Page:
Lawman: a short story

I began to understand the world the day my father read a newspaper article. Not that it was unusual for him to do so. He was a very lettered man, and most of the time, when not on the job, he could be found in his burgundy armchair, nose-deep in some sort of periodical.

“Listen to this,” he said to no one in particular. It was assumed that when he spoke, whoever happened to be in range would listen. At this moment, that was my mother and me. She was eight steps away in the green and white linoleum kitchen, and I was on the floor near the armchair, playing quietly with my pastel-colored blocks, almost close enough to touch him. My brother and sister were shut inside their bedrooms, dutifully fretting themselves over homework until the dinner bell called.

“Houston Chronicle, Section A, page eight,” he said in his official manner used for reporting facts, on and off the job. “Omaha, Nebraska. Gunman who took hostages shot dead by police sniper.” He put down the paper, and I processed this bit of news from somewhere far away. I had never heard of Omaha, Nebraska; I thought it must be at least in the next county.

My father’s black pine mustache and sandpaper cheeks flickered like a low, blue fire as he spoke. “Now that’s just not the way to do it,” he said. “Cops should’ve gone in there and looked him in the eye as they shot him. Sniper’s too impersonal; they never see it coming.”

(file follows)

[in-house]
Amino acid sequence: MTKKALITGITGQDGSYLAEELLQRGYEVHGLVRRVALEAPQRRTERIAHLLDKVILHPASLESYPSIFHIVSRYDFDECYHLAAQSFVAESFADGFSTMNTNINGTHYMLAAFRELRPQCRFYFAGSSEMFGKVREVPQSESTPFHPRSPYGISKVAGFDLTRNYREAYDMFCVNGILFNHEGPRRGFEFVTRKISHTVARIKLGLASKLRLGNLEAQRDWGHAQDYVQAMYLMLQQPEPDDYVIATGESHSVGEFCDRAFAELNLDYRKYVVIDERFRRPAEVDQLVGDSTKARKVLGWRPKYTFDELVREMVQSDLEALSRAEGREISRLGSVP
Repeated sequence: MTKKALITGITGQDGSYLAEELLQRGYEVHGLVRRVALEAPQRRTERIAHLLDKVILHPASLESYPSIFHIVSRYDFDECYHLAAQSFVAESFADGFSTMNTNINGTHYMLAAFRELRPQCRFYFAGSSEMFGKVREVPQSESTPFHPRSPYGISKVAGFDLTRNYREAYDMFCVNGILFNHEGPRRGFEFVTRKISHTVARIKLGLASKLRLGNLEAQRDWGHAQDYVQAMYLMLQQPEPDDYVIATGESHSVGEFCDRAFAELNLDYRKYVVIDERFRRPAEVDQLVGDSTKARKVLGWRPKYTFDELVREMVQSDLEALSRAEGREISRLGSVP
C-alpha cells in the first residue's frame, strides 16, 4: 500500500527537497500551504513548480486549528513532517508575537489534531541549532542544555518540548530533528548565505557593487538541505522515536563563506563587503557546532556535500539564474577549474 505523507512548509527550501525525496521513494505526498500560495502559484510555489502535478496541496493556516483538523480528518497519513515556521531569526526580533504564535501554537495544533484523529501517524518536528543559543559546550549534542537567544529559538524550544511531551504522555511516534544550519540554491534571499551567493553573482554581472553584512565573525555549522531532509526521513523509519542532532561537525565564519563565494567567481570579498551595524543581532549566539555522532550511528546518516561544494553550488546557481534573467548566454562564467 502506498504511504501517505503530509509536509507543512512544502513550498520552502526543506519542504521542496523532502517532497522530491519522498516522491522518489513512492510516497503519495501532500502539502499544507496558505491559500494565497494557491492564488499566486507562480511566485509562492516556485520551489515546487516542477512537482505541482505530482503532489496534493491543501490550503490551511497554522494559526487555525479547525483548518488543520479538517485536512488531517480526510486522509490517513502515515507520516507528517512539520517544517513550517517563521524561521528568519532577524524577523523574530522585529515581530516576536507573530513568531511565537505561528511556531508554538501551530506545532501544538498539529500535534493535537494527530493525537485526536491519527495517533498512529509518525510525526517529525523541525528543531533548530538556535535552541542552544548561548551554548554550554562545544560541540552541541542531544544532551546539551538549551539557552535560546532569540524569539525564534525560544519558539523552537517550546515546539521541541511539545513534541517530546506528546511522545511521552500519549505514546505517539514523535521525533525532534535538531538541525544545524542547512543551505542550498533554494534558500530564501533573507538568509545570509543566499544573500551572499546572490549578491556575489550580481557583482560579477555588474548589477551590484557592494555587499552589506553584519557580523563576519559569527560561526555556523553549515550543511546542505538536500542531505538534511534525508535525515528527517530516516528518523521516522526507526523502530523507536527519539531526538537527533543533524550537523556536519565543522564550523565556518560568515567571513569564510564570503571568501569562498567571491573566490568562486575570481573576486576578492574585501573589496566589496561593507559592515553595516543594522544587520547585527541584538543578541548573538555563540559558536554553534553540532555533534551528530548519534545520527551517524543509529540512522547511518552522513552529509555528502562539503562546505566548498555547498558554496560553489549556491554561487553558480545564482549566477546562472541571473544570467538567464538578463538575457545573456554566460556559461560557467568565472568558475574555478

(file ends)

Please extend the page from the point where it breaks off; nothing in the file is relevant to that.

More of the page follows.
Mother stole silently into the room to tell him dinner was ready, pleading, “Please, would you not talk about such horrible things just before meals?”

Unruffled, he responded, “The world and its horrible things don’t stop for dinnertime.” With that he reached out his right arm toward a large brass hand bell that hung on a hook on the wall, and rung it with three deliberate strokes. That was the signal to my siblings and me to wash up for dinner. Down the hall I heard two textbooks slam shut and two doors creak open. I lingered for a moment, transfixed by the paper still on my father’s lap and the news of swift, violent justice that it had brought. When he saw me unmoved by the bell, his mouth set a bit, and he murmured, “Get to it, boy.”

I jumped up with a snappy, “Yes sir,” and pattered down the hallway to wash my hands.

That was April 15th, 1982: the day I opened my unproven hand and found there a kernel of understanding, of violence. Unsure of the taste, I nevertheless took it like medicine, sensing that it would please him.

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